The total unoccupied floor area is:

(2*3 m pens)*8 [pig floor area] minus (1*0.3)*8 [feeder space]

This equals – 48 m2 – 2.4 m2 = thus a total unoccupied floor area for pigs is 45.6 m2

30 kg pigs require 0.3m2 per pig.  Thus a total of 152 pigs can leave the nursery.

Note if this number is not whole, the number needs to be rounded down.

With a 97% nursery survival rate =  152*1.03 = 157 weaned pigs which can enter the building. 

With 10 weaned per farrowing place – this results in 16 batch farrowing places.

With a 10 c differential between cost of production and income and 95% finishing rate (survival rate to slaughter) this results in a profit of about 1200 € per batch

Traditional nursery design

Floor plan and cross-section of the room demonstrating air movement.





On this farm there is poor space utilisation – the passageway is 8m2 – room for 27 pigs which would be high profit pigs as the fixed cost of production has already been paid for.

There is a differential air temperature and speed around the house. The pen nearest the door   is colder and has more draught than those by the outlet fan. The whole house has to be at 30°C as the pigs are expected to sleep in all the pens – despite the fact that some pens may have a draught.

The water supply is along the whole house making the defecation area to also be along the outer wall – which reduces the optimal sleeping area for pigs. Pigs like to lie against a wall.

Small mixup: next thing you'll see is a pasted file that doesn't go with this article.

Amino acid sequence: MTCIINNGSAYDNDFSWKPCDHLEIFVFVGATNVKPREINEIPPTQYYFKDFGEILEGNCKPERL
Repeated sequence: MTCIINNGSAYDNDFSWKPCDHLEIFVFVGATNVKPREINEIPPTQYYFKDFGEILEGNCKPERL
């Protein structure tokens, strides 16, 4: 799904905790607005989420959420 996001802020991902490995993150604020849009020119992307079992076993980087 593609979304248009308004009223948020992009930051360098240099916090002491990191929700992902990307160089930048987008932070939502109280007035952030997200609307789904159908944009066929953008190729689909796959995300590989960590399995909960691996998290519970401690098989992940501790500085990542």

The feeder spaces are rectangular their position demands a long feed line.  The pens are not wide enough to allow for adequate feeder space in the critical 3 days post-weaning when the pigs are restrict fed rather than adlib at which point they require 100 mm per pig.


Modification of the building to accommodate the pig’s behaviour and habits


The building design utilises the whole floor area.  The use of circular feeders reduces the space occupied by the feeder.  Thus the number of pigs which can occupy the building at 30kg can be calculated:

8*7 m2 [Floor area] minus (0.785*0.7*0.7m diameter*2) [Feed area] = 55.13m2

This provides space for 55.13/0.3 pigs = 183 pigs

The temperature can be differentiated to provide 30°C in the sleeping area for the newly weaned pigs and a cooler 24°C in the drinking system. This increases the ventilation in the room which reduces humidity and enhances the respiratory tract defence.  The cooler area also enhances feed intake.   There is sufficient space, to allow for the sufficient feeder space for the first 3 days post-weaning.

The ventilation system allows the room to provide clear occupation zones with defecation and sleeping areas being clearly separate.

The central feeders can be fed from a single feed auger going between rooms reducing the length of the augers.

The enhanced use of the floor space providing room for more pigs increases the profit potential out of the building.  As the world accommodates the recent increase in weaned numbers per batch farrowing place, this room provides room for 12 weaned from the 16 farrowing places per batch.  The increase in the number of these marginal pigs increases the profitability of the batch to over 2300€ per batch.